“Since winning, we have come up with more diverse programmes for children and youth, for example, online book clubs. And we have a programme of pop-up libraries taking books to fields where children are playing soccer,” said Kaltuma Bonaya Sama, from Kenya National Library Service (KNLS) / Buruburu Public Library.
“We have been teaching children to write their own stories, and we have published 15 in the African story book website. We have also published a book called Meru Library Creative Kids Short Stories, with the best stories from five primary schools,” said Richard Wanjohi from KNLS / Meru Public Library.
Prelog City Public Library in northern Croatia has responded to the call by the Global Digital Library for partners in the ‘Translate a Story 2021′ campaign and is translating digital children’s books into Croatian. “We are going to implement them in a library app, which a third of all the libraries in Croatia use, thus allowing free lending of children’s e-books,” said librarian Maja Lesinger.
Librarian Jeff Nyoka expanded Johannesburg City Libraries’ Facebook video series, introduced during COVID-19 lockdowns in South Africa, to include an Oral Storytelling Relay Competition, in which teams of schoolchildren create video stories in relay format, challenging their creative, collaboration and technical skills.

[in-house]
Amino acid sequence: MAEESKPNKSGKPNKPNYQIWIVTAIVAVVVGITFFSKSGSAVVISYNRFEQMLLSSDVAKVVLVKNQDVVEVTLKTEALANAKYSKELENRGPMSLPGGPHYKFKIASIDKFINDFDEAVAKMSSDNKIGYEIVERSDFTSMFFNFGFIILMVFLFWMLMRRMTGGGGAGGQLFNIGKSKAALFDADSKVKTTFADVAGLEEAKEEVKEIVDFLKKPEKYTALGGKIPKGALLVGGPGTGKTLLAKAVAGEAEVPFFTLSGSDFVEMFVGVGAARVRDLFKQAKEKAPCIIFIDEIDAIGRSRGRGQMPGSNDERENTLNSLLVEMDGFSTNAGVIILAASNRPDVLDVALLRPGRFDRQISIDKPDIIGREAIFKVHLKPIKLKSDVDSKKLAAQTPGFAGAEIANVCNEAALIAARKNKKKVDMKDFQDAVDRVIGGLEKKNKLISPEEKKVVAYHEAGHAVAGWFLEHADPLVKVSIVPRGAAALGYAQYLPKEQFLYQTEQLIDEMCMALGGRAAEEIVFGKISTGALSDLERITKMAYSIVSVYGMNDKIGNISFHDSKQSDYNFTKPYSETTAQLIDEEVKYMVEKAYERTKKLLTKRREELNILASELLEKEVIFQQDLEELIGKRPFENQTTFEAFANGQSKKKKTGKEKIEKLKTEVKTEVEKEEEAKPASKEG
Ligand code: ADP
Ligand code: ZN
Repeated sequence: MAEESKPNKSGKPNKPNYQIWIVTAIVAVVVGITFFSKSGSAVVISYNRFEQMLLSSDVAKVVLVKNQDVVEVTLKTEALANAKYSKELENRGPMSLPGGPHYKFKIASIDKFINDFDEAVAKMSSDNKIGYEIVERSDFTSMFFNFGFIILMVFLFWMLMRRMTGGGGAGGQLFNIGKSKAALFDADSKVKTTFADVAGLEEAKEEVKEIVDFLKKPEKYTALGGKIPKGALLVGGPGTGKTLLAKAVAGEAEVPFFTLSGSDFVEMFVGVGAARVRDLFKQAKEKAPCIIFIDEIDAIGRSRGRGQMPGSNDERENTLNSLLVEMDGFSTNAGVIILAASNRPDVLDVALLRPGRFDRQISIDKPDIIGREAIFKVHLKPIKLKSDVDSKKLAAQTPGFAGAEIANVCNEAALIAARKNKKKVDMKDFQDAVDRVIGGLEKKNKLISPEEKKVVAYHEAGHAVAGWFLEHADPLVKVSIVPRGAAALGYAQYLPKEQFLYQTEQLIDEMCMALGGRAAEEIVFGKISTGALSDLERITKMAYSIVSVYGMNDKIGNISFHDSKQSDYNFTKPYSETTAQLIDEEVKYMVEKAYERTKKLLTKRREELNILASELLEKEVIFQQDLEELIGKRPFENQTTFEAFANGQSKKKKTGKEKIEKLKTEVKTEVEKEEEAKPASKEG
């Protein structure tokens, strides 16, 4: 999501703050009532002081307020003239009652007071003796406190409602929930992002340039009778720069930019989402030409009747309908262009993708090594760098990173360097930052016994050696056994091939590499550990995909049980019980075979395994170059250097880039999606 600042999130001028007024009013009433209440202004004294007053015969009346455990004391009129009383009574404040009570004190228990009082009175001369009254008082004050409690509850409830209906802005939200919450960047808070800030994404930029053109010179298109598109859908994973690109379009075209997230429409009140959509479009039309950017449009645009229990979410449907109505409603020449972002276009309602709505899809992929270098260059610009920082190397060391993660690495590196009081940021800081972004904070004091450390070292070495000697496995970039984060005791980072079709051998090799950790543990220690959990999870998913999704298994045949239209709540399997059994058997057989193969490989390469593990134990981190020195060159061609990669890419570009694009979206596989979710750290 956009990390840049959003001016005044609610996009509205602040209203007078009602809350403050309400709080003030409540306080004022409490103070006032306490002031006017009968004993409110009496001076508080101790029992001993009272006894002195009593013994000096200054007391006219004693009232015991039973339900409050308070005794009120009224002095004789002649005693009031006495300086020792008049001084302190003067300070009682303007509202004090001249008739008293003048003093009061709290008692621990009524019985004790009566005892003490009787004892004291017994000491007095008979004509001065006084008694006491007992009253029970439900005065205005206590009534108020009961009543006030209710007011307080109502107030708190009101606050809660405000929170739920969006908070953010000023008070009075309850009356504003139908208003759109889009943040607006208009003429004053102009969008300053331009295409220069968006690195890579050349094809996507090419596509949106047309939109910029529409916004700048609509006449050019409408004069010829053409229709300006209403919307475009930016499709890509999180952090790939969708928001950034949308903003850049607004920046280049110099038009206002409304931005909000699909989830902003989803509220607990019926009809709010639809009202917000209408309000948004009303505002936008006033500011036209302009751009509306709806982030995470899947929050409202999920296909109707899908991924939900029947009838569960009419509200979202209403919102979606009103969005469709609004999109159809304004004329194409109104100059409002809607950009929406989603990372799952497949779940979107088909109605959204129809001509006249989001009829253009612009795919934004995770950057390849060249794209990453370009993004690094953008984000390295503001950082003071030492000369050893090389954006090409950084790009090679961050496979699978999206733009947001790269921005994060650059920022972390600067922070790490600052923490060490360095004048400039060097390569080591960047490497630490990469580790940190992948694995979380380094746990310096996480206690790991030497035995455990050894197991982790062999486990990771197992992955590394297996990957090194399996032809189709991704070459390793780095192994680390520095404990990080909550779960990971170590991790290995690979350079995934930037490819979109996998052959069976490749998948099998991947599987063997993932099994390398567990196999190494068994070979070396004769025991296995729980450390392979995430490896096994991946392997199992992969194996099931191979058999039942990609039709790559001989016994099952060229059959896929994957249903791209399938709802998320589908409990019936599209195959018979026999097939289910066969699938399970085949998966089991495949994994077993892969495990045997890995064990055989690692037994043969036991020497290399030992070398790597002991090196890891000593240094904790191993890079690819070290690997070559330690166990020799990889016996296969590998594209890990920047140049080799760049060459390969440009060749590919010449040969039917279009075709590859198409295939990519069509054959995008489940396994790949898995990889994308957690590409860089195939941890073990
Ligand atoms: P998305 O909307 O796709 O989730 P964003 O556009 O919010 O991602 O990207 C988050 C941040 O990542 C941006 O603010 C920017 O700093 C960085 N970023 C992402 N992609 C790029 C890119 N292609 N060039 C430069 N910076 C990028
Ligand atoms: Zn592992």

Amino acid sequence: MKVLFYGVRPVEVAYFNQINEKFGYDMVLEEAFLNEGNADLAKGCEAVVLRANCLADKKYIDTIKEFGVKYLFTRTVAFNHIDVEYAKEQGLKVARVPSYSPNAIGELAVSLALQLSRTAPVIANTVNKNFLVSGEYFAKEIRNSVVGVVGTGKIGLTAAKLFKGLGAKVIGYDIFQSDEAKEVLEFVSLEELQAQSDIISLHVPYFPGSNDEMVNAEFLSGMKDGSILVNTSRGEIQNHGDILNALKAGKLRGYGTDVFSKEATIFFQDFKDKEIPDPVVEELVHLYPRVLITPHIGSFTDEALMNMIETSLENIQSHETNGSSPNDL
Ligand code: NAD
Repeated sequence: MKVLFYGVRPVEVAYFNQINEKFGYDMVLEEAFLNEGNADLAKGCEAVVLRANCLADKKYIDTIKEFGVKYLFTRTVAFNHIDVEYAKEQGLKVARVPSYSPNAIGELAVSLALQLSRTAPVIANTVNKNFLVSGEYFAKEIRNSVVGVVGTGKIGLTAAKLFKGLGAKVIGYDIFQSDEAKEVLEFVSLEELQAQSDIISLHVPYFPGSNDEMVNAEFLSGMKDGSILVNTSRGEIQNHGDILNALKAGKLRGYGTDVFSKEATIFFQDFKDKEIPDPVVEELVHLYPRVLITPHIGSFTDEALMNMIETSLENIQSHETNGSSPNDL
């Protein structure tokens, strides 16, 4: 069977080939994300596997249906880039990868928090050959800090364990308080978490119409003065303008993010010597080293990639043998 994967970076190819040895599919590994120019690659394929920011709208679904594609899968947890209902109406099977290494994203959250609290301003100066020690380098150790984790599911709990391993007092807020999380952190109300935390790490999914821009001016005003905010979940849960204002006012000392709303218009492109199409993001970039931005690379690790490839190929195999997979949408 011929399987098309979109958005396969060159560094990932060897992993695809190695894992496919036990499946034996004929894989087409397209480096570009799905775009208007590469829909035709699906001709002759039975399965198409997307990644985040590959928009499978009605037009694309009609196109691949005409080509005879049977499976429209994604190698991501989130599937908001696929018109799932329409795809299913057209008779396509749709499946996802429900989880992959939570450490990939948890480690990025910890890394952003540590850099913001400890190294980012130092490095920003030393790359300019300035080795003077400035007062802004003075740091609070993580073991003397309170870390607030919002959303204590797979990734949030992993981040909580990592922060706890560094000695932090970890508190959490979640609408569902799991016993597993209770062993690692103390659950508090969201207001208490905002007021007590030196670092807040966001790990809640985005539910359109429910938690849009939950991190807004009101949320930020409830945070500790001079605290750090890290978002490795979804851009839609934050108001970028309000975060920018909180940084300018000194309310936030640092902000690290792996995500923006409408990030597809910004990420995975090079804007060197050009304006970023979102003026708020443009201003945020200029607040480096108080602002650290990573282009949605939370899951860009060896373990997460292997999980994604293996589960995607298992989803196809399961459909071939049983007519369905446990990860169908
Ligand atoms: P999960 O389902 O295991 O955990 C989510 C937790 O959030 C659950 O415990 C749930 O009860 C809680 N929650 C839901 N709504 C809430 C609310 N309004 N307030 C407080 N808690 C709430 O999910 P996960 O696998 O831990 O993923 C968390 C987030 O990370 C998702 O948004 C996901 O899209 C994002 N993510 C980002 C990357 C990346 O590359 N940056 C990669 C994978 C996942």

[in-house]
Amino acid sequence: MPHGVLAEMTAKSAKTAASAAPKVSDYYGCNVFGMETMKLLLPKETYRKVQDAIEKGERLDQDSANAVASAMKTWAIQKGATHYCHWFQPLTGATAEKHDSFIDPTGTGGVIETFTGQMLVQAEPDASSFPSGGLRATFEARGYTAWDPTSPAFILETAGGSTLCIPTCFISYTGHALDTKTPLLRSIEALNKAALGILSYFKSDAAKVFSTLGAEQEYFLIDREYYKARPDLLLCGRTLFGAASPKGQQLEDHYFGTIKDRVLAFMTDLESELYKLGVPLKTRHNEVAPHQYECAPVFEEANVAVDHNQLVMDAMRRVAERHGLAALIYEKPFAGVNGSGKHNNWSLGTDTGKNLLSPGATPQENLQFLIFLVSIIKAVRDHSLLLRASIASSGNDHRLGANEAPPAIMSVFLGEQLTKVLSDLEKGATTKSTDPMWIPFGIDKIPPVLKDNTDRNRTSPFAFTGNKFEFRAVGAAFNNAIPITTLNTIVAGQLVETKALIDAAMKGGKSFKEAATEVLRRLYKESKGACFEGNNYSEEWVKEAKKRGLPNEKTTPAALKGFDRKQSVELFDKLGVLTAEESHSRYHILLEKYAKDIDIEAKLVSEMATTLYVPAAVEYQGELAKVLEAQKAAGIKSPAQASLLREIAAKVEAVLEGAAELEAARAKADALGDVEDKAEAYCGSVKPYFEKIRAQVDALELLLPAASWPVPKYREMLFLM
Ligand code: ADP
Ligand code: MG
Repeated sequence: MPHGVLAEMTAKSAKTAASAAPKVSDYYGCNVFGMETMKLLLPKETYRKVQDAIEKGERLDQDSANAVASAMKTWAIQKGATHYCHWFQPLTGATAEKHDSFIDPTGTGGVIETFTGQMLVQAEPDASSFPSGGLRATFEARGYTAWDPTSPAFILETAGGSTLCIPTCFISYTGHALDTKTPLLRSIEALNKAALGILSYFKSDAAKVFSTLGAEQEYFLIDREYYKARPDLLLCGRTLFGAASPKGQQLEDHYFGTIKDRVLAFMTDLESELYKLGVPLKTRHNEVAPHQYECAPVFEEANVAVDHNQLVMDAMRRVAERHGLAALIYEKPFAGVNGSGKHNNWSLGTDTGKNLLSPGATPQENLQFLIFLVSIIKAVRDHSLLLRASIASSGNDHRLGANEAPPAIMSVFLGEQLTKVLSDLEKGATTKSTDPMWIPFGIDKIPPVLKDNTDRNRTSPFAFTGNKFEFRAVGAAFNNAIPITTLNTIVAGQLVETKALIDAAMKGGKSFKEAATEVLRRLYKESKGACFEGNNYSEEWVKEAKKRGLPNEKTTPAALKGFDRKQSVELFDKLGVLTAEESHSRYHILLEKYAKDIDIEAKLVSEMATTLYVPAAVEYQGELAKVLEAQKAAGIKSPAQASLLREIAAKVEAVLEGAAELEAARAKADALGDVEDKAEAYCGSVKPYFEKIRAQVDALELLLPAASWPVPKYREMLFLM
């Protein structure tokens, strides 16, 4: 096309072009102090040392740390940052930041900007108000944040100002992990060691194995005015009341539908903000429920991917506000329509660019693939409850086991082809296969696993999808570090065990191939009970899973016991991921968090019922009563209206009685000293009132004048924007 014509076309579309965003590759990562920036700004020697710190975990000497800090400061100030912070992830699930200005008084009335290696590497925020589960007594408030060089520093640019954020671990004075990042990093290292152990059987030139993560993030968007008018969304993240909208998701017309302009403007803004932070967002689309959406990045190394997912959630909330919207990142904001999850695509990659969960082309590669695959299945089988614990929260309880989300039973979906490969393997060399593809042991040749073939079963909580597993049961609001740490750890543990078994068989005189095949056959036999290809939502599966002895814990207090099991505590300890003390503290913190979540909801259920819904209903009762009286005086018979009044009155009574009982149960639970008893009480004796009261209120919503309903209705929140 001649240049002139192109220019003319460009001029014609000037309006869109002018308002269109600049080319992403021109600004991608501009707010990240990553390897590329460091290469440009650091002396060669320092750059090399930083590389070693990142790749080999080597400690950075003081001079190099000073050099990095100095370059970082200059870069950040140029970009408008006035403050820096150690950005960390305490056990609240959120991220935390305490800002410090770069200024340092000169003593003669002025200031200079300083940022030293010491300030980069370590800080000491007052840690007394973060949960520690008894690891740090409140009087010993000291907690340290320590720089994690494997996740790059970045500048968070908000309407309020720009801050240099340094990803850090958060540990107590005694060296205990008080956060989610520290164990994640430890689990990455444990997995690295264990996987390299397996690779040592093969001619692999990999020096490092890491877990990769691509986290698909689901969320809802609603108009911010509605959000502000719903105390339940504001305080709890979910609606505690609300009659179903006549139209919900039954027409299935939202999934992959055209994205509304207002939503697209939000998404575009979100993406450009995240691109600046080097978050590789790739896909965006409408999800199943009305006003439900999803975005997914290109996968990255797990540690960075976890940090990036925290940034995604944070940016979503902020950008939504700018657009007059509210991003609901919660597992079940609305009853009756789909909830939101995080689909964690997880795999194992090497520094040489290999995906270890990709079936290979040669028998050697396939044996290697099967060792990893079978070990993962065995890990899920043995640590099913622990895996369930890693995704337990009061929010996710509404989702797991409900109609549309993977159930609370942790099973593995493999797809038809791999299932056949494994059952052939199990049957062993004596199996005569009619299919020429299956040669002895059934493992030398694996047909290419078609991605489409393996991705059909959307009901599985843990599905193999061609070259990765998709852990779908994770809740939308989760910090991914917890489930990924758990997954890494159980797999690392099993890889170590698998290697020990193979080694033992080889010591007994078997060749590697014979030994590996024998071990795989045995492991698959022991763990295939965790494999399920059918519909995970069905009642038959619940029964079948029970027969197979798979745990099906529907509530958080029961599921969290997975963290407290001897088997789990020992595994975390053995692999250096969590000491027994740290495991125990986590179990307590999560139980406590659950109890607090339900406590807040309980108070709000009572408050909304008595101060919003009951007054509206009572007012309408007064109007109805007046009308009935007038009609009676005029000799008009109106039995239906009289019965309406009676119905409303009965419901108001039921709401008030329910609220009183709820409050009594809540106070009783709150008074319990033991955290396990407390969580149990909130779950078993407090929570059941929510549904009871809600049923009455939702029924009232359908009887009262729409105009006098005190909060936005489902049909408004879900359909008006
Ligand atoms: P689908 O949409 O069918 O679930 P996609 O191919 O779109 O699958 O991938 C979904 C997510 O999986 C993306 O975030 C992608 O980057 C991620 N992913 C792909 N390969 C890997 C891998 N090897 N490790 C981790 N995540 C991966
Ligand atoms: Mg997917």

“Since the award, the library established digital publishing and makers’ activities as a regular part of our work and services. The public image of the library improved very much – now it is perceived more as an institution focused on new and progressive ideas and services. The library has become an important part of the Rijeka 2020 – European Capital of Culture programme. The EIFL award was in many ways the beginning and a huge boost for new developments,” said Krisitan Benic from Rijeka City Library in Croatia.
“The award ignited staff motivation and enthusiasm for innovation. We researched underserved needs and built new partnerships to start a youth empowerment programme that provides young people with basic computer training and entrepreneurship skills, for free. Other age groups and professionals are on the library’s radar now,” said Miriam Mureithi from KNLS / Thika Public Library.